The Red Kettle Campaign has been a part of The Salvation Army tradition for over 100 years and supports a variety of programs and services unique to each community. Every year you will find hundreds of thousands of bell ringers hanging around the kettles from mid November through Christmas Eve, bringing Christmas cheer and inviting people to remember those less fortunate during the holidays. Bell ringing is something most everyone can do and it really can be fun as an individual or as a with a group. Add some talent into the mix and now you are really brightening up the season for the shoppers and for those individuals and families looking for a little hope during the holidays and throughout the year. We hope you will consider joining us as a bell ringer this season. Below you can find the history of the Red Kettle. You may also find more information under the “Red Kettle Campaign” tab on other ways you can participate and have a great kettle experience.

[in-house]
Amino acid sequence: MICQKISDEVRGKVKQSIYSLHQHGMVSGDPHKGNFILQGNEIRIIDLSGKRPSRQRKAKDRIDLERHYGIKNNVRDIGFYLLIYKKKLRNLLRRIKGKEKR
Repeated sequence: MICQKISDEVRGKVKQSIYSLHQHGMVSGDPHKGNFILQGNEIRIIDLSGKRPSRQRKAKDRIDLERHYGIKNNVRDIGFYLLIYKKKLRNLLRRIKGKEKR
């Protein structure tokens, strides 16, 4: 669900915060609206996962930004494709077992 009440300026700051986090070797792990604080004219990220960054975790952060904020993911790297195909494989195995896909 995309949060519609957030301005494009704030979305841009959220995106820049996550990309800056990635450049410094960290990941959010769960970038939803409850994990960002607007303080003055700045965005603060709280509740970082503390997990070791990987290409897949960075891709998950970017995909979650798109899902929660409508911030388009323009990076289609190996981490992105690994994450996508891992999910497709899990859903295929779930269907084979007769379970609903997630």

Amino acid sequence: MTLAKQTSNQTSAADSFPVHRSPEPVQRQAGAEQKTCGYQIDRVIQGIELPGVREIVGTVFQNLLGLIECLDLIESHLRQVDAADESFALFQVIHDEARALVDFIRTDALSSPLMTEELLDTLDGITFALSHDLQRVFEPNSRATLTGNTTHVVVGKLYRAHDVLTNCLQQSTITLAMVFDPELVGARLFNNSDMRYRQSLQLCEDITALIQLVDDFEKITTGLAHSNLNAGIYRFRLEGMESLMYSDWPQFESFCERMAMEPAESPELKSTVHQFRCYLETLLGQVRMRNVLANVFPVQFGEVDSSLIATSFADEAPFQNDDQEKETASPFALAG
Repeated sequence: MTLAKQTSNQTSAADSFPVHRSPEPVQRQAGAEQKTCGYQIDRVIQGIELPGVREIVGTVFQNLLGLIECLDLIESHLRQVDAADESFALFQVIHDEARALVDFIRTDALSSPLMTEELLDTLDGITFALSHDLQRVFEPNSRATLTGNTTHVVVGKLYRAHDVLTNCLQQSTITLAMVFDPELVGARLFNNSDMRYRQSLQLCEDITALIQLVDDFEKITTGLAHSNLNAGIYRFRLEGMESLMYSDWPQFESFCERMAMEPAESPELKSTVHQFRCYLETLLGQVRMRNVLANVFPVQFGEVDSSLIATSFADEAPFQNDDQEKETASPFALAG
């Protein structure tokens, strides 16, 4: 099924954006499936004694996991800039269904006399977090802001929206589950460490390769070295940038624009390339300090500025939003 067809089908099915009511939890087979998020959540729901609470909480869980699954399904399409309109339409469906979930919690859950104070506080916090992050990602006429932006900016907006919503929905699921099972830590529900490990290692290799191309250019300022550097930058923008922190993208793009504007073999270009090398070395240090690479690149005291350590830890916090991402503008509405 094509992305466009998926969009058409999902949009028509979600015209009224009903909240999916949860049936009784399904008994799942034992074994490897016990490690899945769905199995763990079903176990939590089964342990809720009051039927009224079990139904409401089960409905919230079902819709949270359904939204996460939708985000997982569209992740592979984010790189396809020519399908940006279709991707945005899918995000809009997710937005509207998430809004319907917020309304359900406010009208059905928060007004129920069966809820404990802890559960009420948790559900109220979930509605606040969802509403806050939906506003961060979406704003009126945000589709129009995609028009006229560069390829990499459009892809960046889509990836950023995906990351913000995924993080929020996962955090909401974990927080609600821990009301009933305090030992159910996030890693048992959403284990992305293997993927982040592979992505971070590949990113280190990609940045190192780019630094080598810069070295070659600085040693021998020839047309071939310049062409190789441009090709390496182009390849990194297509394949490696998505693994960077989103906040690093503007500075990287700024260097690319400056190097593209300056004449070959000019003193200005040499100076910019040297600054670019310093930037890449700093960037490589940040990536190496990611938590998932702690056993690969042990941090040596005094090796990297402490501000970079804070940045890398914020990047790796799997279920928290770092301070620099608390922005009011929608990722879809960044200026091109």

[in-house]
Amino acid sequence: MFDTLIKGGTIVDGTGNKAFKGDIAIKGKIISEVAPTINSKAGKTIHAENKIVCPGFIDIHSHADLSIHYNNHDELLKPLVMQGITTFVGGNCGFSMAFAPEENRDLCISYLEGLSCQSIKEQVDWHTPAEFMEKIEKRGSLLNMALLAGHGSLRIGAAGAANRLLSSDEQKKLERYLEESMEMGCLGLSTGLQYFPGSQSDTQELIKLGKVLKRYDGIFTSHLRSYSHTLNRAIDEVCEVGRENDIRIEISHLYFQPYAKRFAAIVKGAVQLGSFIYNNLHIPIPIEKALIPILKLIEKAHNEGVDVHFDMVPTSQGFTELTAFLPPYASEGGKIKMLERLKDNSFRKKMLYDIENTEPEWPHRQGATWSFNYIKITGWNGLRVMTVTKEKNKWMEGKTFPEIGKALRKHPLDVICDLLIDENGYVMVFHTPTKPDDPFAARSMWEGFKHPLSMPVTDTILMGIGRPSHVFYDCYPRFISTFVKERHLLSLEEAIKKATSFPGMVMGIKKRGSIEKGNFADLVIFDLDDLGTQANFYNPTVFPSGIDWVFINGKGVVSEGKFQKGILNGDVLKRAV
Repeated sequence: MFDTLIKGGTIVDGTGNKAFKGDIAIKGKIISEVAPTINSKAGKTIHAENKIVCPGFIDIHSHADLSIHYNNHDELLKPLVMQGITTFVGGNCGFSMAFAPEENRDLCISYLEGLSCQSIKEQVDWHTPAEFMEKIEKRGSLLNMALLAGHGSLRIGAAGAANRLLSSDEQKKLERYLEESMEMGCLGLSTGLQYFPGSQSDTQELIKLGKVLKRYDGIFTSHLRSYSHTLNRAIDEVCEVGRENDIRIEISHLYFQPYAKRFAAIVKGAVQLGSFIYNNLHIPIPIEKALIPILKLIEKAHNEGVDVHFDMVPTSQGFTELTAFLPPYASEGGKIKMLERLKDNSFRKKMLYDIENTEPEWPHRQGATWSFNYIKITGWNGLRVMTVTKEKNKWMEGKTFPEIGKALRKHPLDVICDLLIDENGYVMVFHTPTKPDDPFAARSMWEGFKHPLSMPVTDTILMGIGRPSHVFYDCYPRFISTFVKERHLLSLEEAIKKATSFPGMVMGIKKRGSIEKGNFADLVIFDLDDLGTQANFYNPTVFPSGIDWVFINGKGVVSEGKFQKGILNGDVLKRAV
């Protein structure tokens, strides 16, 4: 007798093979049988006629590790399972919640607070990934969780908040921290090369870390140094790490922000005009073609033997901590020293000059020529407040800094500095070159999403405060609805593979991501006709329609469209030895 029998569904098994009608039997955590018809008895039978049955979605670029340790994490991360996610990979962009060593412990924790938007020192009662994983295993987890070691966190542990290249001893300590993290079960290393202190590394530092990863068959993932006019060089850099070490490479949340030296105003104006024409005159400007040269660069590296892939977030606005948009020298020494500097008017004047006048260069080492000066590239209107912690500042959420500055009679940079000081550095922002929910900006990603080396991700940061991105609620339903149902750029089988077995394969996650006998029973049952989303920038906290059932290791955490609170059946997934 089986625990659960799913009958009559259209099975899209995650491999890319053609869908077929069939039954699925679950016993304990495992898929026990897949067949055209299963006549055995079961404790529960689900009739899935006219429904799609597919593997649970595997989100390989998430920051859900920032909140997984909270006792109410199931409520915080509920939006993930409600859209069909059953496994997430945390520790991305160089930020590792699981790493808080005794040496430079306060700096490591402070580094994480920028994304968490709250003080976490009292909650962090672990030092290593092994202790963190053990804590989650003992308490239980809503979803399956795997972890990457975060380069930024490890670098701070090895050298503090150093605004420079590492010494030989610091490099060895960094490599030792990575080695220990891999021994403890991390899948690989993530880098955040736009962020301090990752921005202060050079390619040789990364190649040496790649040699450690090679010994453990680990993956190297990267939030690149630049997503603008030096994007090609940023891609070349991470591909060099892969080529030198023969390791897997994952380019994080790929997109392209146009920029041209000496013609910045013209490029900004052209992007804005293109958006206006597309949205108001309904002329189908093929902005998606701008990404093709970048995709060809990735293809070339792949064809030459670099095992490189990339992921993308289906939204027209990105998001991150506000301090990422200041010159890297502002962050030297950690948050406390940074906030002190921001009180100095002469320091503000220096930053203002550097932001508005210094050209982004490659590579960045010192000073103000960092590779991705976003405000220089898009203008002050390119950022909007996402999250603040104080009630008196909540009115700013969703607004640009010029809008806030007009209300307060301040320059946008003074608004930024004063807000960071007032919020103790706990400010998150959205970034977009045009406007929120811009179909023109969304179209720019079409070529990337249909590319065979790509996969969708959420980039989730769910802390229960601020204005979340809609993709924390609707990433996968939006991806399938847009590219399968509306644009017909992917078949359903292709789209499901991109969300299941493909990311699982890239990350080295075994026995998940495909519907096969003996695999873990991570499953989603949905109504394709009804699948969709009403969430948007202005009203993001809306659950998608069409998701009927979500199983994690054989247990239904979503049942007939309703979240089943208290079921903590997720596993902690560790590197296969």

THE HISTORY OF THE RED KETTLE
The Salvation Army’s red kettles have become a Christmas tradition in nearly every part of the world, but the idea for the little collection pots was born over a century ago, from prayer and desperation.
The red kettle story goes back to 1891, when Joseph McFee, a Salvation Army captain in San Francisco, California, was overwhelmed with the number of poor in that city. McFee had a simple idea. He wanted to provide free Christmas dinners to 1,000 of the poorest of those people, to give them some holiday hope. Sadly, he had no money for the meals.
McFee tossed and turned at night, praying and thinking about the problem. Slowly, a solution came. He recalled his days as a sailor in Liverpool, England. At Stage Landing, where the ships docked, a large iron kettle called “Simpson’s Pot” had been placed. People walking by would toss in a coin or two for the needy.
Finding a pot, Captain McFee put it at the Oakland Ferry Landing, by the foot of San Francisco’s busy Market Street. He placed a sign next to it that read, “Keep the Pot Boiling.” Word got around quickly, and by Christmas the kettle had raised enough money to feed the poor.